3 Michelin stars for shark's fin restaurant
Shark's fin soup-serving Sun Tung Lok has been named Hong Kong's third Michelin three-star restaurant - a move that angered environmentalists but further cements the city as a gastronomic capital.
The top honour comes after three local Chinese Michelin guide inspectors ate at the restaurant eight times.
Jean Luc-Naret, director of the Michelin guides, said he understood the controversy surrounding shark's fin soup but the three stars were awarded to recognise the restaurant's fine Cantonese cuisine.
Environmentalists found that hard to swallow. 'Excessive consumption is driving sharks to extinction, and the award will indirectly encourage further consumption,' WWF Hong Kong marketing officer Silvy Pun Yuen-yiu, who is responsible for the shark's fin campaign, said.
Michelin should explain if its ranking policy took sustainability into consideration - and, if not, should introduce it, she said. 'It is an increasing trend for restaurants to take shark's fin off the menu,' Pun said, 'and more and more of them are offering alternative menus, too'.
A total of 52 restaurants and hotels have pledged to offer at least one banquet menu without shark's fin soup.
Sun Tung Lok executive director Victor Yuen said business had not been affected by the calls for sustainable dining.
The addition of Sun Tung Lok, which has operated in the city for about four decades, breaks the stranglehold of the Four Seasons Hotel, which is the only hotel in the world with two Michelin three-star restaurants - Lung King Heen and Caprice. The former - Hong Kong's first three-star restaurant when Michelin began covering the city in its guides in 2008 - also serves shark's fin soup.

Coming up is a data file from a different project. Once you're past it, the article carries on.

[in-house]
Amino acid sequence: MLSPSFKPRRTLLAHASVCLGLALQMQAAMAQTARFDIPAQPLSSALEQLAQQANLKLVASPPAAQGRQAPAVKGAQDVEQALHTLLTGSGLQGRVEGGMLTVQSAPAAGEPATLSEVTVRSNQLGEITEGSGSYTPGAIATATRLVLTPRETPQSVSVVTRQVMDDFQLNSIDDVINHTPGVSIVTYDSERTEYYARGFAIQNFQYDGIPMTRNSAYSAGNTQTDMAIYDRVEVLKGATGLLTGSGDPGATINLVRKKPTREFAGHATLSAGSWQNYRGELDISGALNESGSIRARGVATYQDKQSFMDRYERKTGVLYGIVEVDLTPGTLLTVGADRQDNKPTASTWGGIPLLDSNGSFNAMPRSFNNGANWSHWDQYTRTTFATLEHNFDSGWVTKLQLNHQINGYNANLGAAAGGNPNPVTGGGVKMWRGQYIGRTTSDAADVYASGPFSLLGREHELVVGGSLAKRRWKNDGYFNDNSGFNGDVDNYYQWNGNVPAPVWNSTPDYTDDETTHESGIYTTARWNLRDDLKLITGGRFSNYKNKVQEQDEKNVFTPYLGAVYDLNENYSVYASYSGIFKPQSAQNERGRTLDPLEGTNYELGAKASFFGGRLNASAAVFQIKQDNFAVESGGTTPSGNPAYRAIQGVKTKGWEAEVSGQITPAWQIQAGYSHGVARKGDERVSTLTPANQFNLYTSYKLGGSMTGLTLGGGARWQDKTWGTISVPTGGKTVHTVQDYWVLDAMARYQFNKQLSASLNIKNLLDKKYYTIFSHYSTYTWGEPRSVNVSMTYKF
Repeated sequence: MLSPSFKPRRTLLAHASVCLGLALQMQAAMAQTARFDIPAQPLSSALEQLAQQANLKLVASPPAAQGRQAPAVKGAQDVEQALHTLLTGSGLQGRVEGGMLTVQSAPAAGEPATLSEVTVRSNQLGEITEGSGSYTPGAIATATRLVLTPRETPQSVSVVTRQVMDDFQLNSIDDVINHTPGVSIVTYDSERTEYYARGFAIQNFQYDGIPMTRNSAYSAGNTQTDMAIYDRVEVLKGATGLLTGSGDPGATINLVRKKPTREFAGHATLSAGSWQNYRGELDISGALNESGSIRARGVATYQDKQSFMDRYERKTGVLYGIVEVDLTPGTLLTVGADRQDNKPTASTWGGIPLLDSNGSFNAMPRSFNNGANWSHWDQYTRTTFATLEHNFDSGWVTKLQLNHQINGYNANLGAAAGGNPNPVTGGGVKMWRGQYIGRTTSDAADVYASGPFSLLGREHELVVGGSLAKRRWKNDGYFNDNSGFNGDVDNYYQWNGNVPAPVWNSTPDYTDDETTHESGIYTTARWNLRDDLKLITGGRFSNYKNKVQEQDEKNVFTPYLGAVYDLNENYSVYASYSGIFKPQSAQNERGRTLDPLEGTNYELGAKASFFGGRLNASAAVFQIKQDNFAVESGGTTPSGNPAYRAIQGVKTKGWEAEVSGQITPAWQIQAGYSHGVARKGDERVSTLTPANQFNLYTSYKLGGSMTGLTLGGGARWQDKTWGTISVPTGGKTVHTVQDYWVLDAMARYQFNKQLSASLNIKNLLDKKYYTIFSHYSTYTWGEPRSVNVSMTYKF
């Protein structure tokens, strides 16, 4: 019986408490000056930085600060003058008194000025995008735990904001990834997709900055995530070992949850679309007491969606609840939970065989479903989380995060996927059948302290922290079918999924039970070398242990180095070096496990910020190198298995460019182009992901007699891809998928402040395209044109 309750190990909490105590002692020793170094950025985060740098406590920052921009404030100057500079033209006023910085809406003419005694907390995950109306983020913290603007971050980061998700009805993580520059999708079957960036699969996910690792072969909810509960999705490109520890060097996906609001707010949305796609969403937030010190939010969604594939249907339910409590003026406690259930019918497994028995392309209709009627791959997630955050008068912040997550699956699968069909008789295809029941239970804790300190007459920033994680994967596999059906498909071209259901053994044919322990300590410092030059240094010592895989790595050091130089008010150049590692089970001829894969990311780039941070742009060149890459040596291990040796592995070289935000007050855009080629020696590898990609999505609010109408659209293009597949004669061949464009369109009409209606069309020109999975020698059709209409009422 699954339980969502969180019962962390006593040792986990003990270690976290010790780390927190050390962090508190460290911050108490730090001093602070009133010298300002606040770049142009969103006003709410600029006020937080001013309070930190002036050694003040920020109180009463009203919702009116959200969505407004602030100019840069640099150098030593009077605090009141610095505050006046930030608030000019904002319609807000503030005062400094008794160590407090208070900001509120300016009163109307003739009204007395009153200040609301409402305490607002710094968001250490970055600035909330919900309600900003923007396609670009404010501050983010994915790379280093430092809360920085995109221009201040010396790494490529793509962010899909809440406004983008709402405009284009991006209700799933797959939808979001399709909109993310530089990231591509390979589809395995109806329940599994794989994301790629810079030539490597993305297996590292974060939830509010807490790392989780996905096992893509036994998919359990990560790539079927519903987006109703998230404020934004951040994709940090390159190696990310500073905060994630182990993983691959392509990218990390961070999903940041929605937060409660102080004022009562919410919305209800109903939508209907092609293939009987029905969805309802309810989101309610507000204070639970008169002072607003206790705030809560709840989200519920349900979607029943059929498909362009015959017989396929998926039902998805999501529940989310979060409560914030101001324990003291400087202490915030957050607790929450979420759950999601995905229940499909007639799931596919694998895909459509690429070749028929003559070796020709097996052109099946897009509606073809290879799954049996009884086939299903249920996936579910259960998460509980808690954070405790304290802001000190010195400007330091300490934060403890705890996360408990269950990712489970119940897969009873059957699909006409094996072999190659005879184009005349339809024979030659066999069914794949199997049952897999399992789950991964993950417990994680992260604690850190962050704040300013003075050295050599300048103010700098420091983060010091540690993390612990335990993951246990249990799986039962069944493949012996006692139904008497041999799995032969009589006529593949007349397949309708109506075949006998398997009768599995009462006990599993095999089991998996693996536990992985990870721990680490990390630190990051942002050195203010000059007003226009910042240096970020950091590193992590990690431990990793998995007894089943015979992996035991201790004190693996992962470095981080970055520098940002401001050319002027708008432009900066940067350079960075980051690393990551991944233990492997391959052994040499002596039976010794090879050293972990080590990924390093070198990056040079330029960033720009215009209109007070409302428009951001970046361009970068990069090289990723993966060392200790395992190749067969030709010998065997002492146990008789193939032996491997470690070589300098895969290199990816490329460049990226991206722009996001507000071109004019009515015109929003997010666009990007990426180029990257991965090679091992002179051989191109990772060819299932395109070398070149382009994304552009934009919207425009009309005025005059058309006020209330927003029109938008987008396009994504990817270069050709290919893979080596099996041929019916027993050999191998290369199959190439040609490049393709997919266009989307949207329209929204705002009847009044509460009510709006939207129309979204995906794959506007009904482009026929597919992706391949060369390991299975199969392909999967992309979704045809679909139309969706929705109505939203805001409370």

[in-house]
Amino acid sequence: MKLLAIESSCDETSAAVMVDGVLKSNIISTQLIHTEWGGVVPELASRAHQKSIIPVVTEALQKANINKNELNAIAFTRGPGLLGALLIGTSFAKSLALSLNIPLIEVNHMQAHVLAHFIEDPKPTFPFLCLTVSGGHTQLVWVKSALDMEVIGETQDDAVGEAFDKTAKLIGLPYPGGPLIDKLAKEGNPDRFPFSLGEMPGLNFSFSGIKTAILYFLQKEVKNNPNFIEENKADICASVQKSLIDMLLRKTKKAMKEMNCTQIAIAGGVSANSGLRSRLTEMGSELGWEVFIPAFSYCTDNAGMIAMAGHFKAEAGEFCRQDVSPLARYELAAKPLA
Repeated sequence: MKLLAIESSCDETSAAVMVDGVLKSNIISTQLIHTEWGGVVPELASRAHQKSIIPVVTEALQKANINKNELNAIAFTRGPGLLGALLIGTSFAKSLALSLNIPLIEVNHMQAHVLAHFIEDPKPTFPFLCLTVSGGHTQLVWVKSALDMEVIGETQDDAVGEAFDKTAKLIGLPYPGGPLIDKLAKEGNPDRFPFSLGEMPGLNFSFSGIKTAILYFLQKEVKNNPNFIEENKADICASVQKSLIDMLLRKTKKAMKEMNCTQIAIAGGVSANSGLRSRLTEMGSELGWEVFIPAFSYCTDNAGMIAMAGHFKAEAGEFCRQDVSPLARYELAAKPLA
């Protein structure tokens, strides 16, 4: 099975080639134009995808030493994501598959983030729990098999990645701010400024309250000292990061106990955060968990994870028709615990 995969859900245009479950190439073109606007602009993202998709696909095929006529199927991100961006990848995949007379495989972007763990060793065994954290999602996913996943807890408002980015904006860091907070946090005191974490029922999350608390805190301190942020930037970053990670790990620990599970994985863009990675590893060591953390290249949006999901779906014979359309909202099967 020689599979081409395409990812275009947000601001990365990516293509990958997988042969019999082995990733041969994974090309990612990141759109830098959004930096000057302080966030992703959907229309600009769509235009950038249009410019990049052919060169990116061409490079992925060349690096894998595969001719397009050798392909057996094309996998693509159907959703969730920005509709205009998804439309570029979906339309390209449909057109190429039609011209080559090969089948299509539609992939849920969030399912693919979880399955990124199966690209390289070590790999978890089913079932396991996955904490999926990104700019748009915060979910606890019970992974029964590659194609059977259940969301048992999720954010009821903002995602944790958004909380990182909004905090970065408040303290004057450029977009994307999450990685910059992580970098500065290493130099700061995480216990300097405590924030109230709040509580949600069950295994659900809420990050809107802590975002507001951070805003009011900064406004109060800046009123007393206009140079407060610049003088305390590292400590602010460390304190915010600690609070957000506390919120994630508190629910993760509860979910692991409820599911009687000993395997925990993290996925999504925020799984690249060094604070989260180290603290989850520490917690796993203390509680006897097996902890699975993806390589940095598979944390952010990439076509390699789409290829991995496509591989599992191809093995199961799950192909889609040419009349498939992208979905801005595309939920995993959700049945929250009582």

A total of 75 stars were bestowed on 60 of the 215 Hong Kong restaurants in the 2011 guide. That's up from 31 stars when the first Hong Kong guide was released. Macau has nine starred restaurants, the same as last year, out of 38 in the guide.
By comparison, only 57 out of 715 restaurants in the 2011 New York guide received stars. The 2010 guides featured 40 starred restaurants out of 450 in London, and 63 starred restaurants out of 420 in Paris. The 2011 guides for the two European cities are not yet available.
Of the 60 starred restaurants in Hong Kong, 13 are new entries this year, including 10 new one-star restaurants, two two-stars and the top-ranked Sun Tung Lok. But Fook Lam Moon in Wan Chai, dubbed the 'canteen of tycoons', the Island Shangri-La's French restaurant, Petrus, and Shang Palace in the Kowloon Shangri-La went from two stars in 2010 to one star in the new guide.
Among the new additions is one-star Hin Ho Curry in Shau Kei Wan, the city's first Indian restaurant to receive a rating.
'When I opened the restaurant 19 years ago, it was the first Indian restaurant in the Eastern district,' owner Andy Tse Tim-fong said.
Tse employs Indian and Nepali chefs but adjusts the curry to suit local palates. Nepali Laxman Subedi, a staff member for 15 years, said Tse disagreed with the way he made naan and other dishes for the first 10 years. Now the restaurant tried to combine traditional flavours with local tastes. The price of a lunch set is HK$42, with dinner about HK$100.
'Eateries in Chung King Mansion put a lot of spices into their dishes... for those who do not eat curry every day. Such dishes may smell as strong as medicine oil,' Tse said.
Akiko Suzuki, 57, and Shigeo Fukushima, 64, eat at the restaurant almost weekly. Suzuki loves the spices in the curries while Fukushima is fond of the naan, which is served hot and crispy. 'Considering the prices of the dishes, I give the restaurant 95 points (out of 100),' Suzuki said.
Another new budget-friendly one-star eatery, Lei Bistro in Times Square, offers three steamed pork buns for just HK$15, while soup with baby abalone is priced at HK$58 per person. At Lei Garden, owned by the same operator, the soup goes for HK$238 for two people.
The chain's senior marketing manager, Michelle Ng Mei-wai, said dishes at Lei Bistro were more affordable because of higher turnover.